CHICAGO, Dec. 17 (UPI) -- An experimental medication stops sniffles and the other burdensome symptoms of the common cold one day faster than usual.
Treatment with the antiviral medication pleconaril -- which is awaiting approval from the Food and Drug Administration -- reduced the time from first symptoms to complete recovery from 7.3 days for people receiving a placebo pill to 6.3 days for people getting the active compound.
"Pleconaril is the first effective antiviral therapy for the treatment of the common cold," said Dr. Frederick Hayden, professor of internal medicine and pathology, at the University of Virginia Medical School, Charlottesville.
Hayden said, however, while pleconaril would help relieve symptoms, it fell far short of being the long-sought "cure for the common cold."
In the United States more than 1 billion common colds occur each year.
"Picornaviruses -- the virus attacked by pleconaril -- account for approximately one-half of all colds and many other serious respiratory illnesses," Hayden said at the annual Interscience Conference on Antimicrobial Agents and Chemotherapy, sponsored by the American Society for Microbiology.
The meeting is normally conducted in September but was postponed due to travel disruptions caused by the terrorist attacks in the United States on Sept. 11.
"A one day reduction in symptoms can be significant for patients," said Dr. Octavio Ramilo, a pediatrician at the University of Texas Southwestern Medical School, Dallas. "However, the real key to whether this drug is useful will be its cost. It may be difficult to translate these findings into clinical benefit."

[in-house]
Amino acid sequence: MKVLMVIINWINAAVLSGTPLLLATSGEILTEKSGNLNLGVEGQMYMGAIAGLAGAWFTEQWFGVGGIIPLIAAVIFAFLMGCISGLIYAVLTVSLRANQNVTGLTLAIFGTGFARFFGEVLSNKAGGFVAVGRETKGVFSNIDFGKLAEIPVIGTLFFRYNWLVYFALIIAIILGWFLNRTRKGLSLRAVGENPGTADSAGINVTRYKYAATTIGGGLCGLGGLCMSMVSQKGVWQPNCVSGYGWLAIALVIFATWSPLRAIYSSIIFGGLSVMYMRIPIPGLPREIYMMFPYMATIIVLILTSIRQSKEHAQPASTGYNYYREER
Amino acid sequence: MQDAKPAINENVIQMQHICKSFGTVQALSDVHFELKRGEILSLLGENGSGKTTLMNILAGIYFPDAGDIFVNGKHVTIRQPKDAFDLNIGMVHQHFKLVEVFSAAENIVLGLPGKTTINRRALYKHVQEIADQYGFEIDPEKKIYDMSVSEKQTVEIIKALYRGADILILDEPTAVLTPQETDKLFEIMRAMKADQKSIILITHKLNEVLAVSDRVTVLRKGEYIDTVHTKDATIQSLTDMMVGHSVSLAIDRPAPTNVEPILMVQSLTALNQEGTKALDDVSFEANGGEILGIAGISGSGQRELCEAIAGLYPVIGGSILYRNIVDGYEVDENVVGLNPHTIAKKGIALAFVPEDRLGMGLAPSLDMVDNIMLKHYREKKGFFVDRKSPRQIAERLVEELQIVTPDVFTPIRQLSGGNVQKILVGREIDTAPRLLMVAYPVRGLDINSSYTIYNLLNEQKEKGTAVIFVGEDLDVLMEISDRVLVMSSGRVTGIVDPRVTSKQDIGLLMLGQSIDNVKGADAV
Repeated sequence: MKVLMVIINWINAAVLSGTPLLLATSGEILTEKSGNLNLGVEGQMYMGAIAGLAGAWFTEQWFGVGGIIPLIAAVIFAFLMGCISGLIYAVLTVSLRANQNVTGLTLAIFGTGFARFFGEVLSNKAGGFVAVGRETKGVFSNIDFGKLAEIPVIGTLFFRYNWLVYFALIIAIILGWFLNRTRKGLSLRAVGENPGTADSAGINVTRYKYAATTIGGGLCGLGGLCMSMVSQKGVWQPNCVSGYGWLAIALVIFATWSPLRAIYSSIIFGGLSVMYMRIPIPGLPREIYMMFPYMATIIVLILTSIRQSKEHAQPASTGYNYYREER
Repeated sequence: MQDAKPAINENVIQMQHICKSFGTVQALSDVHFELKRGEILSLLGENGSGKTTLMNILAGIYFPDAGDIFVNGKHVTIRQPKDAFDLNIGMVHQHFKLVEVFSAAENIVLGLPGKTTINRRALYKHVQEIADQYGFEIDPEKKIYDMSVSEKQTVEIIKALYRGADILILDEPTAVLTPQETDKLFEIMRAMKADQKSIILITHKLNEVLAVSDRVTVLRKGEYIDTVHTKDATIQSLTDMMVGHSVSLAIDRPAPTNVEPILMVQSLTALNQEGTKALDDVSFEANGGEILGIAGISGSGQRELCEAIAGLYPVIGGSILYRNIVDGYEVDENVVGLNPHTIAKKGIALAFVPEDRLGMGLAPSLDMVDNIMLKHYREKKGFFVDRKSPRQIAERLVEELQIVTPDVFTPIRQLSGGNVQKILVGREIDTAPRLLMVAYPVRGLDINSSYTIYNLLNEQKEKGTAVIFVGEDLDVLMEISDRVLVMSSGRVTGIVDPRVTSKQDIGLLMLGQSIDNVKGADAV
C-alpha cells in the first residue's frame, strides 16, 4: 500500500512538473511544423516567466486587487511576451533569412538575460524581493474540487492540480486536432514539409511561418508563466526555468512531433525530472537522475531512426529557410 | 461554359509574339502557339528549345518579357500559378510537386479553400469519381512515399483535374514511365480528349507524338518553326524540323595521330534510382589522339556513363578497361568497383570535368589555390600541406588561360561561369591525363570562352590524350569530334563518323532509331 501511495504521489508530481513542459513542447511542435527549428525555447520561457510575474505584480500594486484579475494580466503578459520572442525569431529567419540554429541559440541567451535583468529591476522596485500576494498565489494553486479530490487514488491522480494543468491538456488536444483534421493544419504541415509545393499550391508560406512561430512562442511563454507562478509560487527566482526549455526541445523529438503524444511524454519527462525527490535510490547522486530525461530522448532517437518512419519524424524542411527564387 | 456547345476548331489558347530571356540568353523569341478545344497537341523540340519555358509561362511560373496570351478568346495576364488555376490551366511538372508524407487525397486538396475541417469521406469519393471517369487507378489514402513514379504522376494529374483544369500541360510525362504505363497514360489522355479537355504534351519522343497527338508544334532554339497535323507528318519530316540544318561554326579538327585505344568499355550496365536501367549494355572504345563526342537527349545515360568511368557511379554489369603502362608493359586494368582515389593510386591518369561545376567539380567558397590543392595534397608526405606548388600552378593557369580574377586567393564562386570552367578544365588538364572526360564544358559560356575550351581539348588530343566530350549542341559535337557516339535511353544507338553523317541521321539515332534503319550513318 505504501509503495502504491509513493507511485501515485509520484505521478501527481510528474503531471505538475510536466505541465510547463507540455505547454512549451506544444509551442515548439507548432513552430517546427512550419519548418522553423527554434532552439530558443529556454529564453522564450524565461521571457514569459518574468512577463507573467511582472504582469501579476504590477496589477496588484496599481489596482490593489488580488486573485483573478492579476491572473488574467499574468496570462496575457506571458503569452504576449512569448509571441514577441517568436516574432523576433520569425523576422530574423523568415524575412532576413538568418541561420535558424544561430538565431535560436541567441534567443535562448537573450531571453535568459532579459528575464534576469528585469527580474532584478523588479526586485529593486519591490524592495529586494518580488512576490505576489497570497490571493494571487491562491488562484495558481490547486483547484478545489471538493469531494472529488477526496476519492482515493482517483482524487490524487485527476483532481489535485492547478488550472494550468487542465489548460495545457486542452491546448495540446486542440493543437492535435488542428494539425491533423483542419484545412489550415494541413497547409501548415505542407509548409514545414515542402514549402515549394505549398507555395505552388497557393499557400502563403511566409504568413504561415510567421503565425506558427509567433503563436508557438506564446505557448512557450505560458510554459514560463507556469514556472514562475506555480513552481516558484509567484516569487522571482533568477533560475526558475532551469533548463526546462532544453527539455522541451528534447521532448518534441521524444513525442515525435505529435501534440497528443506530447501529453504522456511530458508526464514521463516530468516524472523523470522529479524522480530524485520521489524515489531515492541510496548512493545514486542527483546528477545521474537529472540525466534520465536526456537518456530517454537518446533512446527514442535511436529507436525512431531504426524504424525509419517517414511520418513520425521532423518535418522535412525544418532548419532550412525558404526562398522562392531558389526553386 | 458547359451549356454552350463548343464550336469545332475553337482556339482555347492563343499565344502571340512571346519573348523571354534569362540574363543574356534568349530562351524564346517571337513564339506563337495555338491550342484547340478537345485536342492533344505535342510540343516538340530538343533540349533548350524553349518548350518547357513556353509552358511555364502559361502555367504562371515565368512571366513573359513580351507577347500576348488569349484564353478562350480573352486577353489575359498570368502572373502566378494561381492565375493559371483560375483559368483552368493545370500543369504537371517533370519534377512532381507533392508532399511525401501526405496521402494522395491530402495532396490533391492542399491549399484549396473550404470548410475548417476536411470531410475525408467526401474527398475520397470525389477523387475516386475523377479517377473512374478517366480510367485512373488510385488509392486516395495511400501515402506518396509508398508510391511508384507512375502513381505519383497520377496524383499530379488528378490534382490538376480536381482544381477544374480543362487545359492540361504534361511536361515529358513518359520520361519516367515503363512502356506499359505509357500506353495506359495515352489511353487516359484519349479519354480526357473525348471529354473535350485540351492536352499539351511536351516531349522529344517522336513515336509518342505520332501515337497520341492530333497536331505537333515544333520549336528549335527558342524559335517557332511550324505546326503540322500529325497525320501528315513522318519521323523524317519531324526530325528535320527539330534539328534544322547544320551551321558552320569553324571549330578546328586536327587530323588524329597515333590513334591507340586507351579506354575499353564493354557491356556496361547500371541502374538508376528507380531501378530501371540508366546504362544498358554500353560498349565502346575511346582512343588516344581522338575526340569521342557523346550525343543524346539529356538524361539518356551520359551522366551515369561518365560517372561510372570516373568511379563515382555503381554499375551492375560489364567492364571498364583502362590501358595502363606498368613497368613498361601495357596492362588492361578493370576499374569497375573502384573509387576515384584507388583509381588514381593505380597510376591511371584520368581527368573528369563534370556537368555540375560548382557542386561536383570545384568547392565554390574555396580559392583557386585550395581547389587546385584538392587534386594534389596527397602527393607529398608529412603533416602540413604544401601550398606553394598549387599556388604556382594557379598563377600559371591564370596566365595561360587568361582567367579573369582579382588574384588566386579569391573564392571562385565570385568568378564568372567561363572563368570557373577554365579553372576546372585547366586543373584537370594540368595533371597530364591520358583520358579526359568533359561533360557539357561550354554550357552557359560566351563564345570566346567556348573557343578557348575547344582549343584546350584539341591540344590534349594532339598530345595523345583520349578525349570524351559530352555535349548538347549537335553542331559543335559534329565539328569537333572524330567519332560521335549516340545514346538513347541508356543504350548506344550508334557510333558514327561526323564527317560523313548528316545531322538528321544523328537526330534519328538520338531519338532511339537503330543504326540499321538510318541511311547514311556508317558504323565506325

"Deciding whether to use this drug will be a very individual decision," suggested Dr. Susan Coffin, a pediatrician at the Children's Hospital of Pennsylvania. She said that if pleconaril does not cost a lot more than an over-the-counter medication, it may have a great deal more usefulness than if the drug is priced three or four times more than the nonprescription medications.
Hayden and spokespersons for the drug maker, ViroPharma Inc., of Exton, Pa., said pricing has not yet been determined.
"There is also the problem of deciding if a patient is suitable for pleconaril," she said. In the study about one-third of the patients treated with the drug did not suffer from picornaviruses, and were not helped by the drug.
Overall, Hayden said in all the people treated with the drug there was a marginal improvement in outcomes -- reduced time until runny nose symptoms were alleviated. When scientists performed laboratory studies to determine exactly who had picornaviruses, then it showed that patients with the virus who were treated with pleconaril felt better faster than those on the placebo pills.
Hayden said there was a statistically significant difference among patients who felt better after 24 hours and after 48 hours as well as time to complete alleviation of symptoms. He said patients getting pleconaril also slept better and used about 25 percent fewer facial tissues during the course of the cold.
In his presentation, Hayden reported on two studies, each of which included more than 1,000 adult patients who self-reported they were suffering from a common cold. Patients who had allergies or fever were excluded from the study because those conditions would indicate the discomfort is not due to a picornavirus, he said.
Hayden said picornaviruses are present more frequently in autumn months so patients who show up at the doctor's office in October with a runny nose, but don't have a high fever would be likely candidates for pleconaril.
Because the drug is a prescription medication, Hayden suggested there might be a need to prescribe the drug before the cold season so that a patient could have it in the medicine cabinet for use at the earliest sign of the sniffles.
He said further studies are being performed in children -- the group most affected by the common cold -- and to see if giving the drug before symptoms can protect against suffering a cold at all.